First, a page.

When you deal with regular pain or distress in the form of a chronic illness, it has a significant impact on your daily life. You can't leave your symptoms at the door when you walk into the workplace, so if you struggle with a physical or mental chronic condition, it's important to start a conversation about it with your employer.
There's no shame in having an illness, and if you do have one, you're certainly not alone: In 2012, about half of adults had one or more chronic illnesses, and 1 in 4 adults had two or more, according to the CDC.
Your health is a top priority, and it's important to handle these situations with care when discussing them with your supervisor or colleagues. Experts explain how to manage your chronic illness in the workplace while still maintaining a high level of performance. [Think your job is making you sick? Learn more about workplace stress.]
Be honest with yourself
Your illness is a reality that you need to deal with, and you shouldn't deny it just because you're at work. If you're experiencing symptoms, acknowledge and confront them with care, rather than working until you crash.
You need to be honest with yourself, physically and emotionally. Many people are afraid of losing their job, don't know their rights or can't keep up, according to Kelli Collins, senior director of patient services at the National Kidney Foundation. Pushing yourself too far and putting your health at risk will only hurt you in the long run. It's crucial to listen to your body and slow down when necessary.
Zlatka Russinova, Ph.D. and research associate professor in the Department of Occupational Therapy at the Boston University Sargent College of Health and Rehabilitation Sciences, advises to be aware of and own your vulnerabilities. It's common for people to experience challenges in the workplace when dealing with a chronic illness, so addressing your vulnerabilities and channeling your "toolbox" of strategies will help you.
Find a balance between work and health
Many people put work before their health, but that shouldn't even be an option. Your condition doesn't mean you can't thrive in your career, but you need to take care of yourself to do so.
"We've seen folks who become physically or emotionally unable to do the work, but are scared to talk with their employer about that," said Collins. "On the other side, there's people who just power through and don't want to let any balls drop and then crash because it's just too much."
"It's very important for people to balance between work requirements and their mental health," added Russinova. If you put too much emphasis on work, your overall health may fail.
Amber Nicole, a blogger who struggles with multiple chronic illnesses, said she has found that the best way to manage her conditions is to treat them as a priority.
"I consider disease management part of my critical job responsibilities," she said. "A doctor appointment is just as important as a meeting with a customer. I must be as healthy as I can be so that I can do the best job that I can do."
Be mindful about disclosing diagnosis
You don't need to tell anyone about your condition unless you want to. However, depending on the severity of it, you may wish to disclose the information to your boss, especially if it interferes with your job. You might even consider confiding in a co-worker.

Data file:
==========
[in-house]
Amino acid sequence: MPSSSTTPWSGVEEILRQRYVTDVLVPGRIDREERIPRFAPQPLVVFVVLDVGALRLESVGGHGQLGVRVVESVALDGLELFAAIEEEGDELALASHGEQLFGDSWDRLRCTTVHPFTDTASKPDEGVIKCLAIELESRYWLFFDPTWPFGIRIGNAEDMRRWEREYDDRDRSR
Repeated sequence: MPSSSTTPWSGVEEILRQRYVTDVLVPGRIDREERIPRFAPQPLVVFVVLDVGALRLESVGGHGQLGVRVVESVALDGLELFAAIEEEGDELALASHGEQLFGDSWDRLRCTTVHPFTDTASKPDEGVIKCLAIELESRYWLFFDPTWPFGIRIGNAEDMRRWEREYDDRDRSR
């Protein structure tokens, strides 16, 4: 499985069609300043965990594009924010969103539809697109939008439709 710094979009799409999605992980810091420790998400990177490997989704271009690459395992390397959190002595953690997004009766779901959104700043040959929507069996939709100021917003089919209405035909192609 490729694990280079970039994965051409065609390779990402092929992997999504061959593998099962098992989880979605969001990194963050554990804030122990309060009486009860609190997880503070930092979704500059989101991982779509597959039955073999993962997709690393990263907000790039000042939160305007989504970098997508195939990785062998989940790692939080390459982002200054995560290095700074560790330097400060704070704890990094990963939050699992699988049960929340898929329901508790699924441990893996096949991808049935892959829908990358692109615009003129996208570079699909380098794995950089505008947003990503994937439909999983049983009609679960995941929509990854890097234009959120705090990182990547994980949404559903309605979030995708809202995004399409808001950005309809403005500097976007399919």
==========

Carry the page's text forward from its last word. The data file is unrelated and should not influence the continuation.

"It depends on your work environment and how comfortable you feel with people," said Collins. "Sometimes it's a nice means of support. These are people you probably see more than your family some weeks. If there are folks that you work with that are comrades, I think it's a nice way to be supported and for people to understand if they are seeing changes in your schedule."
You want to be mindful of what you disclose, how much you disclose and who you disclose it to. Specifically for mental health issues, "there is psychiatric stigma and prejudice and discrimination," according to Russinova. "Though there are increasing efforts to deal with [and decrease] public stigma ... it's still there."
However, there's no right or wrong – and this is an independent choice.
"It's a very delicate, very sensitive topic," Russinova added.
If you expect your illness is going to conflict with your work schedule or responsibilities, have the respect to alert your employer.
"Employers do appreciate knowing as soon as possible so that they can plan for that," said Collins. From there, your manager can understand your limitations and make accommodations.
Russinova added that you should prepare for days out as soon as you anticipate issues, rather than waiting until the last minute. You should also prepare a plan that you and your employer can follow if you unexpectedly need time off to deal with your illness.
"If my disease begins to flare, there is a different protocol that must be followed in order to save my life," said Amber Nicole. "I view the explanation similar to an emergency evacuation protocol or a fire drill. You hope that you never have to use it, but you know it's there and set in place if the need arises. This is an issue of safety."
Know your rights
As an employee with a chronic health condition, you have the right to request accommodations when needed, like flexibility, extra feedback or supervision time, additional instructions on assignments and, most importantly, support from your company, said Russinova. Know the rights you have and don't be afraid to demand them.
If any issues arise with employers, you can go to HR or the ADA.
"It's recommended that you work within the bounds of your employer at first, and then if you're unhappy, certainly the ADA is a great resource to help you figure out if you have a case, if you're being discriminated against or maybe helping you go about it a different way that you haven't thought of," said Collins.